You're driving down Gateway Boulevard in El Paso on your way to one of the nation's best kept secrets: the National Border Patrol Museum. As you approach the intersection near Starbucks, some crazy driver barrels out of the driveway and right into your passenger side door. Great. There goes your Saturday. What's next? Do you have to stop? Should you call the El Paso Police? Do you need to exchange insurance information? Most importantly, will you make it to the Border Patrol exhibit before sundown? While we don't know museum operating hours, here's some general information about the law surrounding car accidents in El Paso.
Don't leave the accident site. It's the law. A driver who does not stop after an accident in Texas can be charged with a criminal offense. Depending on whether death or bodily injury occurs from the accident, an individual can be charged with a misdemeanor or felony offense if they fail to stop their vehicle after an accident.
Also, you should do your best to provide immediate assistance to other motorists, passengers or pedestrians that may have been injured in the accident.
Call for Assistance
Call 911 in any but the most minor of accidents. It's better to be safe than sorry. The police will be able to control the accident site and make an official report which may prevent later disputes about what occurred and who caused the accident.
Be prepared to exchange information with the other driver. This includes:
- Name, address and contact details;
- Driver license numbers;
- License plate number of the vehicles involved; and
- Auto insurance information for the motorists involved.
Also, write down the names and contact information of any witnesses to the accident.
It is often a good idea to take photographs of the accident scene. Pull out your phone and snap pictures of the accident from as many angles as possible. This is especially true if you hit a parked car.
Notify Texas DOT
Not everyone is a fan of the Department of Transportation (DOT). Alas, they are a necessary institution. If a police report has not been filed and the accident resulted in injury, death, or property damage of $1,000 or more, you are required to complete and submit a Driver's Crash Report within ten (10) days of an accident.
See a Doctor
If you are injured, don't hesitate to seek medical assistance. Sometimes you won't notice any pain until the next day. It's best not to gamble with your health. See your doctor and explain to her any symptoms you might have and that you've been in a car accident.
How Can an El Paso Personal Injury Lawyer Help?
If you have to go to court and fight your case, it may be a good idea to consult with an experienced car accident attorney. Many attorneys take auto accident cases on a contingency fee basis. Basically, you do not pay the lawyer his or her attorney fees if you lose the case. If you win, you pay the lawyer a percentage of the money you get. A settlement is considered a "win" and you'll have to pay attorney's fees out of that amount. Many also offer free consultations, to boot.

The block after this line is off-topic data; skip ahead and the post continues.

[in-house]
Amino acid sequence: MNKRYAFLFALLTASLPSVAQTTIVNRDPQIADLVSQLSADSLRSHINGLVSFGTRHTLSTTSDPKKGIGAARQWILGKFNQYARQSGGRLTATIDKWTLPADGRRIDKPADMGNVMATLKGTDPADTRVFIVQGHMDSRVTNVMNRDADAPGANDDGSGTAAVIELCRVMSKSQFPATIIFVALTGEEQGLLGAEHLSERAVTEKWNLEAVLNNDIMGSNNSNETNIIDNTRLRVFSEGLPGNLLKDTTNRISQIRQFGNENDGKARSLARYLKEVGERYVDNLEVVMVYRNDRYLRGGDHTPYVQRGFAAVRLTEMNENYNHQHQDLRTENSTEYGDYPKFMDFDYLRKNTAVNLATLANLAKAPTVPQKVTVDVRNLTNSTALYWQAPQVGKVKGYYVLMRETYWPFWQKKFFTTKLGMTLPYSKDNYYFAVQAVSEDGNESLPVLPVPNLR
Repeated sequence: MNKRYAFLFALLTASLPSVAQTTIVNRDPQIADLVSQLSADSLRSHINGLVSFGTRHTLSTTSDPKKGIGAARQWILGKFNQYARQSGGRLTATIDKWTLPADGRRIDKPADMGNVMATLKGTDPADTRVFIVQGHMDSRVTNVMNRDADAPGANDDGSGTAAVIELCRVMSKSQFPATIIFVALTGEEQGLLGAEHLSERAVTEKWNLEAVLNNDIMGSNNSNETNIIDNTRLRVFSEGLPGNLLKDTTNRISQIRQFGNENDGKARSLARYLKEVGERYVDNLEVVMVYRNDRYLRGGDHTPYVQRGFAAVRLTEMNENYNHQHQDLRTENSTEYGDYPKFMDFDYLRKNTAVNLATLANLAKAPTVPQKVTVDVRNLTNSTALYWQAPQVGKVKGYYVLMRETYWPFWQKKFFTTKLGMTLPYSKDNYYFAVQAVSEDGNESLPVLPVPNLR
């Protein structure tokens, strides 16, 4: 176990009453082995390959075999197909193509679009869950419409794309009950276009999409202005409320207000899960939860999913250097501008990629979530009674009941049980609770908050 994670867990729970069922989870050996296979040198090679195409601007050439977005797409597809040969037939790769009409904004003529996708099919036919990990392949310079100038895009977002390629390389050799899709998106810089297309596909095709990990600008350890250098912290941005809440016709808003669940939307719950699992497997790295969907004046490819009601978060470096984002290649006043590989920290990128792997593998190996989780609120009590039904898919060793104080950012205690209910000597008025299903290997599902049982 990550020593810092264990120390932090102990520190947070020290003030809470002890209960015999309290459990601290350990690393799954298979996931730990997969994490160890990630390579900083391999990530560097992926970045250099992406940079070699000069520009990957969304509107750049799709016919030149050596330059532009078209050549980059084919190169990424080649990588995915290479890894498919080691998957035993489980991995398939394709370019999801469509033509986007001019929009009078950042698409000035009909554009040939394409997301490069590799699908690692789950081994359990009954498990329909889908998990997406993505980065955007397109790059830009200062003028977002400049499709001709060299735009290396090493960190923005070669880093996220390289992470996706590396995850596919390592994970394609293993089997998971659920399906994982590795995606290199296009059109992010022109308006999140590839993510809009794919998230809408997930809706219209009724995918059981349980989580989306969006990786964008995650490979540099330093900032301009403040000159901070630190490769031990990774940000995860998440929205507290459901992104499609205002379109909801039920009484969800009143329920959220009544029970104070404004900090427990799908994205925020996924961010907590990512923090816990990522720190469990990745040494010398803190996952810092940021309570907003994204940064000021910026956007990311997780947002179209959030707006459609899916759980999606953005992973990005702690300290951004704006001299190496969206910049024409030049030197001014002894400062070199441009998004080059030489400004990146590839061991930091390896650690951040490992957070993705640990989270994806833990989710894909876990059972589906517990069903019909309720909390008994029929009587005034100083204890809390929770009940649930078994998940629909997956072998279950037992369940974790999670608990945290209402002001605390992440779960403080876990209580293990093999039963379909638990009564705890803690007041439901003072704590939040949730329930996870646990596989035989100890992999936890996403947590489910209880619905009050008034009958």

At any rate, the next step is to report the crash to your insurance company. Your insurance provider will open an investigation and a claims adjuster will contact you and do any or all of the following:
- Request a copy of the police report;
- Take photographs of your car;
- Contact the other driver(s);
- Talk to any witnesses;
- Ask you to sign a medical release form to review your records;
- Contact your medical provider;
- Request for you to get estimates on vehicle damage.
Here's some tips on handling insurance investigators.
If you decide to sue, you'll have to initiate a personal injury lawsuit. Your lawyer will file the lawsuit in at one of El Paso's courthouses.
To win a car accident case, a plaintiff typically needs to prove the other driver was negligent. Sometimes there is more than one person who is at fault in causing an accident. Whether an injured person can recover damages from the other driver depends upon Texas law.
Texas uses a 51 percent modified comparative negligence standard. Basically, the amount of money a plaintiff can recover from an at-fault driver is affected by whether or not they were also partially at fault for the accident.
If the judge or jury determines a plaintiff was more than 51 percent at fault for an accident, they will not be able to recover anything.
All of the above information is meant to serve as a general outline of how typical car accident cases and the law in El Paso work. If you have questions about a specific case, it is important to remember that the facts and circumstances of each case vary widely and play a crucial part in any case. Talking to a local attorney is one way to get specific answers that apply the law in a given case.